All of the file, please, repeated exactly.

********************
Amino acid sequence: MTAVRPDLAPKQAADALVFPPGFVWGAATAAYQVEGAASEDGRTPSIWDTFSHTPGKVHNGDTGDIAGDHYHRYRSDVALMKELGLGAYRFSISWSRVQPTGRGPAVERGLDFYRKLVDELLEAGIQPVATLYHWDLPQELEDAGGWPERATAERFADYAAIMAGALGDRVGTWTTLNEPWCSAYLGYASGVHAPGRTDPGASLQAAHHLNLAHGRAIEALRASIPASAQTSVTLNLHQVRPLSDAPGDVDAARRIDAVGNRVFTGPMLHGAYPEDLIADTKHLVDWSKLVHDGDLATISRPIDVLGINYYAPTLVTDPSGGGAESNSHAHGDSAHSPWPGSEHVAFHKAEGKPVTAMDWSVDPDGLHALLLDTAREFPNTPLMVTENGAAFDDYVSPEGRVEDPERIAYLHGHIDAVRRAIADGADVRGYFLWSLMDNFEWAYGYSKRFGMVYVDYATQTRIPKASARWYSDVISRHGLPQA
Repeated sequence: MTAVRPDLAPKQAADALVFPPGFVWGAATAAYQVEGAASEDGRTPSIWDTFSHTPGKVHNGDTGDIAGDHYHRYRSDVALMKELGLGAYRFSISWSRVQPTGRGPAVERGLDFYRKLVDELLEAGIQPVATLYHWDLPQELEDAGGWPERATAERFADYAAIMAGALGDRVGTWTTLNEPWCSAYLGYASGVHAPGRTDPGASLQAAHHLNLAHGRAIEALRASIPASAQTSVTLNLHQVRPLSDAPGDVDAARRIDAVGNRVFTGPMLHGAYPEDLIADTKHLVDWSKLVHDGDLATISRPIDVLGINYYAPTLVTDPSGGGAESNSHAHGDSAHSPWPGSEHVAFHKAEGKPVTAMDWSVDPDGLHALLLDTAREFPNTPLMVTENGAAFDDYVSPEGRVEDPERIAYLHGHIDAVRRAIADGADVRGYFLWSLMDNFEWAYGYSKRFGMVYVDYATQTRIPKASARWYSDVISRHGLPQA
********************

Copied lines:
Amino acid sequence: MTAVRPDLAPKQAADALVFPPGFVWGAATAAYQVEGAASEDGRTPSIWDTFSHTPGKVHNGDTGDIAGDHYHRYRSDVALMKELGLGAYRFSISWSRVQPTGRGPAVERGLDFYRKLVDELLEAGIQPVATLYHWDLPQELEDAGGWPERATAERFADYAAIMAGALGDRVGTWTTLNEPWCSAYLGYASGVHAPGRTDPGASLQAAHHLNLAHGRAIEALRASIPASAQTSVTLNLHQVRPLSDAPGDVDAARRIDAVGNRVFTGPMLHGAYPEDLIADTKHLVDWSKLVHDGDLATISRPIDVLGINYYAPTLVTDPSGGGAESNSHAHGDSAHSPWPGSEHVAFHKAEGKPVTAMDWSVDPDGLHALLLDTAREFPNTPLMVTENGAAFDDYVSPEGRVEDPERIAYLHGHIDAVRRAIADGADVRGYFLWSLMDNFEWAYGYSKRFGMVYVDYATQTRIPKASARWYSDVISRHGLPQA
Repeated sequence: MTAVRPDLAPKQAADALVFPPGFVWGAATAAYQVEGAASEDGRTPSIWDTFSHTPGKVHNGDTGDIAGDHYHRYRSDVALMKELGLGAYRFSISWSRVQPTGRGPAVERGLDFYRKLVDELLEAGIQPVATLYHWDLPQELEDAGGWPERATAERFADYAAIMAGALGDRVGTWTTLNEPWCSAYLGYASGVHAPGRTDPGASLQAAHHLNLAHGRAIEALRASIPASAQTSVTLNLHQVRPLSDAPGDVDAARRIDAVGNRVFTGPMLHGAYPEDLIADTKHLVDWSKLVHDGDLATISRPIDVLGINYYAPTLVTDPSGGGAESNSHAHGDSAHSPWPGSEHVAFHKAEGKPVTAMDWSVDPDGLHALLLDTAREFPNTPLMVTENGAAFDDYVSPEGRVEDPERIAYLHGHIDAVRRAIADGADVRGYFLWSLMDNFEWAYGYSKRFGMVYVDYATQTRIPKASARWYSDVISRHGLPQA